Friday, February 13, 2009
The People Who’ve Moved into My Head
by Lisa Curry
I was all set to give you a domestic-disaster blog about oatmeal. Yes, oatmeal. Specifically, my recent realization that my children had reached the ages of 9 and 11 without ever having eaten it, and how my efforts to rectify that situation and thus transform myself into a Better Mother nearly resulted in my having to take a sick day from work when my older son complained of severe abdominal cramps after eating it and, in fact, did result in my being half an hour late for work when my younger son refused to eat it and I had to make him a whole new breakfast.
But something happened to me recently that’s even more dramatic and blog-worthy than oatmeal, if you can believe that.
People have taken up residence in my head.
My fellow Stiffs and you other writers know the kind of people I’m talking about. The people whose stories rattle around in your brain, playing over and over like video clips in your mind’s eye, clamoring for you to turn them into words and put them on a page – or hundreds of pages, to be more accurate. I’ve had people like that living in my head for as long as I can remember.
The dramatic part for me is that these are new people. I haven’t had new people in my head for more than four years. All I’ve had is the same old people – the characters from my first two (unpublished) historical mysteries and the contemporary mystery I then started but quickly burnt out on. (Right about the same time the agent representing the second historical mystery decided he didn’t want to be an agent anymore, perhaps not coincidentally.) Those people mutter to me on occasion, but I’ve become proficient at shutting them up.
Their time is past, I tell them. They had their chance, back in the days when I had preschoolers, no job and hours to devote to writing nobody was ever going to pay me for. Now is money-making time – time to fund the kids’ college and my husband’s and my retirement accounts. And that means that unless it’s the writing for catalogs and other marketing collateral I do on a daily basis, for which I am paid a tidy salary, I’m not doing it. Period. End of story.
It took me a very long time to come to the point where I could say that. I spent a year or more telling myself the reason I wasn’t writing was because I didn’t have the time. At last I admitted to myself that the reason I wasn’t writing was because I didn’t have the desire. After that, it took a good while longer to stop feeling guilty about it.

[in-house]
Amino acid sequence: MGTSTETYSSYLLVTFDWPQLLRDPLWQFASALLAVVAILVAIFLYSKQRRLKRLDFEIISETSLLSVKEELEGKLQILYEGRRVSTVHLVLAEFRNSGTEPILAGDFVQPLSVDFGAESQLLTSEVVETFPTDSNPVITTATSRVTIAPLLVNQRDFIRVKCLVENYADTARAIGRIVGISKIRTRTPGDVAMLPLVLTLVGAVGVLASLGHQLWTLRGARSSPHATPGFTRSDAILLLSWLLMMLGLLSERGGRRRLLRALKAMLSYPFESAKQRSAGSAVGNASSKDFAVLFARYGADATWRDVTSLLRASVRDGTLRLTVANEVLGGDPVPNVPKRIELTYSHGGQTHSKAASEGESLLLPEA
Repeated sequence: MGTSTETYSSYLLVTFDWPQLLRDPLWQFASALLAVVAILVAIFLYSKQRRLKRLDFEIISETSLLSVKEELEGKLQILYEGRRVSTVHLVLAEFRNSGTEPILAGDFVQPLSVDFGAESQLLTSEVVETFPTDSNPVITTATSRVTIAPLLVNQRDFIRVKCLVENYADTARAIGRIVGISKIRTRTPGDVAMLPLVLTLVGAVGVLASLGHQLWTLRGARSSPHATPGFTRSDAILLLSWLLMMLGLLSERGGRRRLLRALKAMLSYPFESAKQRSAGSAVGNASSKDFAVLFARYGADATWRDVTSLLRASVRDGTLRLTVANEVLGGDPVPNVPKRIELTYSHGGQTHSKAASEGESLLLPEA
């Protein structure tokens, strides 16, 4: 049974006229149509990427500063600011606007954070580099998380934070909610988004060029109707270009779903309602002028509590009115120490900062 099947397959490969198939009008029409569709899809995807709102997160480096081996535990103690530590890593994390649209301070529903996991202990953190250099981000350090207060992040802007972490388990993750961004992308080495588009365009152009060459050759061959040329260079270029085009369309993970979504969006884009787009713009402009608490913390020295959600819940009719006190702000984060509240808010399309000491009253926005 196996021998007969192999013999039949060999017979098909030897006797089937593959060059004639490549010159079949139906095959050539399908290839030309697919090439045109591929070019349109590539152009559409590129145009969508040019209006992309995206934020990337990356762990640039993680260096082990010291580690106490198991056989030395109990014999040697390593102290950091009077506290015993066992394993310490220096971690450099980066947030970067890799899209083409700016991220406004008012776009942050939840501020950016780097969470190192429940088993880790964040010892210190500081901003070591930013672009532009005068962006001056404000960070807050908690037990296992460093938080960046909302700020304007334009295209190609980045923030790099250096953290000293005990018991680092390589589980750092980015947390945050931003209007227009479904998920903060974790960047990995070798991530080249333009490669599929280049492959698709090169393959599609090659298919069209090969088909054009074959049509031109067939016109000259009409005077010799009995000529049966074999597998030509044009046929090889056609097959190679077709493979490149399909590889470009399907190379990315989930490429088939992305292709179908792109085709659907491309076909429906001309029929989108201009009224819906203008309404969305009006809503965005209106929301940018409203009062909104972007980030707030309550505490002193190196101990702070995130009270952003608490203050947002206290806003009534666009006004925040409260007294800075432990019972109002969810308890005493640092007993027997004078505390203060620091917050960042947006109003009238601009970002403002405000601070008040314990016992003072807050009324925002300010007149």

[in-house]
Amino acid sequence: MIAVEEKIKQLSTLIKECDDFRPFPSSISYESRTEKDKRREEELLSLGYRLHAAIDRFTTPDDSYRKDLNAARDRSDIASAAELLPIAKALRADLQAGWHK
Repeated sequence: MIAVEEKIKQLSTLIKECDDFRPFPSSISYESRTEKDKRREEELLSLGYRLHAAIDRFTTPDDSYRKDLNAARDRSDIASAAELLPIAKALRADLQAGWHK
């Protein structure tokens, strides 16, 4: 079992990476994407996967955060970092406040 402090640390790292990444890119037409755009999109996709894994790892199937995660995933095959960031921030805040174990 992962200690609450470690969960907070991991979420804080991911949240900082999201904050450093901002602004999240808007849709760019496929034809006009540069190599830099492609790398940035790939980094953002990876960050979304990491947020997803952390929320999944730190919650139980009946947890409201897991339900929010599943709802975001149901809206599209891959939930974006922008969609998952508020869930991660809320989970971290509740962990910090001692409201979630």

Now that I’m finally in that happy, honest, guilt-free, money-making place, these new people appear in my head. And they’re loud, insistent, demanding people, constantly rattling the bars of their cage. I’m not sure where they even came from, but I haven’t been able to shut them up since they arrived. Their video clips play in my mind incessantly, to the point that I’ve become curious about what I might be able to do with them.
They’re real people who lived and died a millennium ago, so I can indulge my curiosity without really committing. In a spare moment over my lunch break, I can Google their names and look at dates, events and family members and check my plot ideas against their reality – or at least, what’s known or believed of their reality. I’ve accumulated two very packed and scribbly pages’ worth of such notes over the past week. At home, I can search through all the maps of medieval Europe still sitting on my hard drive from my historical mysteries and see where these people lived and what was near them, again checking my plot ideas against their reality.
And okay, I admit it – I actually wrote two paragraphs. They were very bad paragraphs, shockingly lacking in any kind of voice or style or rhythm, and I ended them with a little bracketed note to myself:
[Lisa, this blows. And you know first person isn’t the right viewpoint for this story. It has to be third. Try again.]
I haven’t. Yet.
But you know, I think I will. The idea both terrifies and excites me.
I wonder if I can still write like I used to after all this time. I wonder if I can sustain the passion necessary to generate hundreds and hundreds of pages. I wonder if I can balance a full-time job, a marriage, two kids and writing a novel. I wonder if the historical realities around which I intend to weave my fiction make this project just a little too ambitious for me.
I wonder, but damn it, I’m going to find out. And everything will be okay no matter what the answers are.
It occurs to me that maybe it’s not so ironic that now that I can finally say, “I’m not writing because I don’t want to, and I’m okay with that,” (and actually mean it), I’m starting to want to write again. Maybe it’s the most natural thing in the world?
Wish me luck.